RBS Making Good Progress

  oresome 03 Aug 12
Locked

Losses at the bank have doubled this year to £1.5 Billion. Revenue has fallen 8% in the past 6 months. More money is being set aside for mis-selling scandals and as compensation for the computer glitch which disrupted operations for two weeks earlier this year and no doubt lost them customers.

I'm glad this is deemed good progress!

On the bright side, as an unfortunate investor, it is difficult for me to lose any more money with this company, being 96% down.

  morddwyd 03 Aug 12

"it is difficult for me to lose any more money with this company, being 96% down."

Don't be too sure.

There's a possibility the government may buy the remaining shares in this loss making money pit.

http://www.iii.co.uk/articles/45469/government-debates-rbs-nationalisation

  woody 03 Aug 12

I think most older people that have these shares think they have no value to speak of. What was a nice nest egg - say 10,000 @ £15 is now 10,000 reduced to 1,000 @£2 - wont even pay to be planted! They might come back a bit ,if left alone for a decade or so ,but if the Gov interfere they will be worth even less.

  Aitchbee 03 Aug 12

Is it possible to 'paint a negative gloss'? After you stack up the figures...there's a lot of work still to be done to fix this Bank.

  spuds 03 Aug 12

I do believe the boss of RBS was on the television the other evening, saying how things were improving, but there is still a lot of work to be done?.

Apparently he as also refused to accept any bonus payments this year?.

  Snec 03 Aug 12

"He refused to accept any bonus payments this year" implies that bonus payments were offered. This begs the question: by whom?

Just as with the MPs there has been a lot of skulduggery going on in banking for years, probably hand in hand, and they all seem to be outside of the law.

I know that when people invest they should realise that some risk may be involved but when banks started calling sales people 'financial advisors' they should have been pulled up immediately but regulating banks was somehow considered impudent.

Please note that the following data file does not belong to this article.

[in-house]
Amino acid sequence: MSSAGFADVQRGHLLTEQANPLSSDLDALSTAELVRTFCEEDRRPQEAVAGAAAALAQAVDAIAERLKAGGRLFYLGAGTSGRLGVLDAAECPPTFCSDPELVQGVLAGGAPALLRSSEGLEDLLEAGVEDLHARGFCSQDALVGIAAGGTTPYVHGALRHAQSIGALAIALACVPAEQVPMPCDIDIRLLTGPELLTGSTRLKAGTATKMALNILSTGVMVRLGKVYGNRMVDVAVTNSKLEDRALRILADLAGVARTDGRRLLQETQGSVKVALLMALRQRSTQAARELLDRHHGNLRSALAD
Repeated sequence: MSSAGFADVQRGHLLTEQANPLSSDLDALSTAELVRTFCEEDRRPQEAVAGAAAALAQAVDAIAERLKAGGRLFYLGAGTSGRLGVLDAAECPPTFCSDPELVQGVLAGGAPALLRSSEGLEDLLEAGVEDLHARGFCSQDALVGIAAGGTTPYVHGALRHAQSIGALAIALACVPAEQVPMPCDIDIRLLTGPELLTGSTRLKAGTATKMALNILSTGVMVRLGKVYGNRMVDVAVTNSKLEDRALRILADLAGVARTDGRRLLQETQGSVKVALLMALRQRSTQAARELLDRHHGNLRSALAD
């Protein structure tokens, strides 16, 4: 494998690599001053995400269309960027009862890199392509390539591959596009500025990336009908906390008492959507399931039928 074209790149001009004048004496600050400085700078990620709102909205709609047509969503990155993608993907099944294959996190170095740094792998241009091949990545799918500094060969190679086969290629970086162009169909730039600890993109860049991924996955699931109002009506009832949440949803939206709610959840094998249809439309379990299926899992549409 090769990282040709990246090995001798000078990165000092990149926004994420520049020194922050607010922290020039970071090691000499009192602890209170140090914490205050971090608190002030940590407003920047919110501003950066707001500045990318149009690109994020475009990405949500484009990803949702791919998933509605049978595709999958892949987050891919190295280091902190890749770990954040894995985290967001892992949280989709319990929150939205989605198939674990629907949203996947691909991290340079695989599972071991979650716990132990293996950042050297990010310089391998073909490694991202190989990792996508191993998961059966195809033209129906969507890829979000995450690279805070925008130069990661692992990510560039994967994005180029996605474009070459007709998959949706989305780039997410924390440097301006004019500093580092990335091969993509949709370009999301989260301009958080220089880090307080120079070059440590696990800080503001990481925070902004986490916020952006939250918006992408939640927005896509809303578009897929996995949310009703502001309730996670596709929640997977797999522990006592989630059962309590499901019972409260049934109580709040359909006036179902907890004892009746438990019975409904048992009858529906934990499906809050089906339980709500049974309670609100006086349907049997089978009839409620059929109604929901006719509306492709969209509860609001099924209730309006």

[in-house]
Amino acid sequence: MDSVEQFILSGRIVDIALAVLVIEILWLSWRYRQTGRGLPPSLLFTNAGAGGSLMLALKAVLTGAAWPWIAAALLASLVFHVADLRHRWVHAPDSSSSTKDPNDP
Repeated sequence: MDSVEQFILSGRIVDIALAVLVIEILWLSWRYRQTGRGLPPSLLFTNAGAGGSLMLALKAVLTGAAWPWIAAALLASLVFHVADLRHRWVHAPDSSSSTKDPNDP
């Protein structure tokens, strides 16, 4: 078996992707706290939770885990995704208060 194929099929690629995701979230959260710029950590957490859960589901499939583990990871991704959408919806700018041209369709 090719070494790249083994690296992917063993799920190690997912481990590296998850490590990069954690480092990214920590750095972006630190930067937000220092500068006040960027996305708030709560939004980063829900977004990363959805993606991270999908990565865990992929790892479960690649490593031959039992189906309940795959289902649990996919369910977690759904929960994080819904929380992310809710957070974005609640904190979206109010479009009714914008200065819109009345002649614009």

Consider this: Retired couple sell their home, downsize and put £80,000 in the bank. As soon as the £80K hit their account a financial 'advisor' from their bank rang to make an appointment. This resulted in them putting their money where he 'advised.' Two years later the £80K is now £53K. OK, you may say, they took the risk so it's their fault. But I think the fault lays with the bank who paid the salesman/advisor a bonus of £6,000 for making the sale.

I am aware this example is small beer compared to the jiggery-pokery that has been going on with the casino banks but for someone to lose the only little money they had because of a bank is clearly wrong, especially when one of the bank's employees benefits to the tune of £6K as a direct result. In any other situation it would be called a scam and treated as illegal.

When you can't trust banks with your money - where do you put it?

  Forum Editor 04 Aug 12

Snec

"He refused to accept any bonus payments this year" implies that bonus payments were offered. This begs the question: by whom?

By his contract - bonus payments are a contractual obligation, dependent on achieving personal performance targets.

  Snec 04 Aug 12

FE

He hasn't refused to accept his contractual annual salary of £1.2 million though.

We mustn't forget that 80% of this bank is still owned by us. We will forget though in time. The British public is not renowned for it's memory. Ask an MP :o)

  morddwyd 04 Aug 12

"has been a lot of skulduggery going on in banking for years, probably hand in hand, and they all seem to be outside of the law. "

If you have evidence of illegal activity you should surely inform the police?

  Snec 04 Aug 12

morddwyd

Haha, Oh yes, too many these days hide behind that one - it's a safe thing to do too. Remember at the height of the expenses scandal many MPs, caught out flipping houses, buying personal equipment and putting as much of taxpayers money into their own pockets as they could manage, all appearing on the television saying 'I've done nothing illegal."

Whether or not it was illegal really doesn't matter - it was wrong and they knew it. A lot of what the banks have been doing fall into the same category. Something does not have to be illegal to be wrong, fixing the Libor rate for instance.

Lying is not illegal but it's wrong. There is far too much 'it's not illegal being bandied about.'

  Forum Editor 04 Aug 12

Snec

Whether or not they knew it was illegal doesn't matter - it was wrong and they knew it

Well there you are, deciding that you know what was in other peoples' minds. You're making judgements about what is or isn't 'wrong' and assuming that everyone should accept what you say. You don't have all the facts, but that doesn't stop you from making sweeping statements about skulduggery going on 'for years'. If you have evidence to back up your allegations (and I suspect you don't), there's nothing to stop you from presenting it to the police.

Otherwise I suggest that you express your opinions without the wild allegations.

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